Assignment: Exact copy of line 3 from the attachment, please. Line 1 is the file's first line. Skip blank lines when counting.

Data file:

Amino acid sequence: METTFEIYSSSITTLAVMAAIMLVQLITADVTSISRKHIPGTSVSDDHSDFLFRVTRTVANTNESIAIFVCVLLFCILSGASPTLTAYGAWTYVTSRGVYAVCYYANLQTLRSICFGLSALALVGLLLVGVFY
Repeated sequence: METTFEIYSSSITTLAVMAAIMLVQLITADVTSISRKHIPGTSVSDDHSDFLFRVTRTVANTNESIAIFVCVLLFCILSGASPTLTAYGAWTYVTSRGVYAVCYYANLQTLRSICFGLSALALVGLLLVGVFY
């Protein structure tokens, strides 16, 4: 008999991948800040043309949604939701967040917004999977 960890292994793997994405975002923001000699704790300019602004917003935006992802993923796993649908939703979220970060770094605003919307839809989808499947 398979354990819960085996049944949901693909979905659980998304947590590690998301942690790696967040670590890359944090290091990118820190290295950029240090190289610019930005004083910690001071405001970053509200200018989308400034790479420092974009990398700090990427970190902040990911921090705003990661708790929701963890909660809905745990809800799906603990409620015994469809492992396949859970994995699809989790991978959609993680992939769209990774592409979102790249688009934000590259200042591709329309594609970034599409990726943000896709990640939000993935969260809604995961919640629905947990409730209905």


């Protein structure tokens, strides 16, 4: 008999991948800040043309949604939701967040917004999977 960890292994793997994405975002923001000699704790300019602004917003935006992802993923796993649908939703979220970060770094605003919307839809989808499947 398979354990819960085996049944949901693909979905659980998304947590590690998301942690790696967040670590890359944090290091990118820190290295950029240090190289610019930005004083910690001071405001970053509200200018989308400034790479420092974009990398700090990427970190902040990911921090705003990661708790929701963890909660809905745990809800799906603990409620015994469809492992396949859970994995699809989790991978959609993680992939769209990774592409979102790249688009934000590259200042591709329309594609970034599409990726943000896709990640939000993935969260809604995961919640629905947990409730209905």